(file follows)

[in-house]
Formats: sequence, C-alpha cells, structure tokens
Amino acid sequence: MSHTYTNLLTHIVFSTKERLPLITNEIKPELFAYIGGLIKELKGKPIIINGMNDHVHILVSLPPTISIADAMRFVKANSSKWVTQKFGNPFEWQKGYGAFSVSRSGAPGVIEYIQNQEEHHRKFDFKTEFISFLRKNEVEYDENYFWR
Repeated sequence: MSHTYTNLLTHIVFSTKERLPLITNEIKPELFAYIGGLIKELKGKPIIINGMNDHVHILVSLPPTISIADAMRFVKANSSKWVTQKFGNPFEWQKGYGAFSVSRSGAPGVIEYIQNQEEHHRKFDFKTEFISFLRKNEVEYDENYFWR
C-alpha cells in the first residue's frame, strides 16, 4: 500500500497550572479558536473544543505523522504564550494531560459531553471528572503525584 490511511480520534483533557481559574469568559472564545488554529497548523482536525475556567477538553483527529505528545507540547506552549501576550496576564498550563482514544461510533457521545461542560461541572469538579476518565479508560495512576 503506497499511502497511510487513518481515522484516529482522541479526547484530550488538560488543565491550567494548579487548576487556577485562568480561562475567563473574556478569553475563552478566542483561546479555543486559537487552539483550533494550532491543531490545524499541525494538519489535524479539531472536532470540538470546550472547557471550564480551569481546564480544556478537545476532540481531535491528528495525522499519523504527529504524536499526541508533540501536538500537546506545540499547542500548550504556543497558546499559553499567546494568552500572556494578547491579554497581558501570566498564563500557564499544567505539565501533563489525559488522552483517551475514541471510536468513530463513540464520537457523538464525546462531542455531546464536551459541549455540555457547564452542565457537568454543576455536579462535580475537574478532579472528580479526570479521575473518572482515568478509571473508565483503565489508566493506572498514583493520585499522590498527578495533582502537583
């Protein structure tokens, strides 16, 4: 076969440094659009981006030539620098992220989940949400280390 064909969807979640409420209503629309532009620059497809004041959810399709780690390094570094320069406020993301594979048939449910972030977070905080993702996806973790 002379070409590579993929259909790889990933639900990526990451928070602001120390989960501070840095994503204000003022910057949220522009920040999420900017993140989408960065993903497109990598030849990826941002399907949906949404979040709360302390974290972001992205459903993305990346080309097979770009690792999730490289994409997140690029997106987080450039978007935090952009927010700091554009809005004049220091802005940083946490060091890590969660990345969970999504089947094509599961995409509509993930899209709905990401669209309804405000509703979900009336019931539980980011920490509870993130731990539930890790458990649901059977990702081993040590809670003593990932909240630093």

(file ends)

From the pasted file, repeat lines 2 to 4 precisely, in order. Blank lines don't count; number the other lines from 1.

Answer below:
Formats: sequence, C-alpha cells, structure tokens
Amino acid sequence: MSHTYTNLLTHIVFSTKERLPLITNEIKPELFAYIGGLIKELKGKPIIINGMNDHVHILVSLPPTISIADAMRFVKANSSKWVTQKFGNPFEWQKGYGAFSVSRSGAPGVIEYIQNQEEHHRKFDFKTEFISFLRKNEVEYDENYFWR
Repeated sequence: MSHTYTNLLTHIVFSTKERLPLITNEIKPELFAYIGGLIKELKGKPIIINGMNDHVHILVSLPPTISIADAMRFVKANSSKWVTQKFGNPFEWQKGYGAFSVSRSGAPGVIEYIQNQEEHHRKFDFKTEFISFLRKNEVEYDENYFWR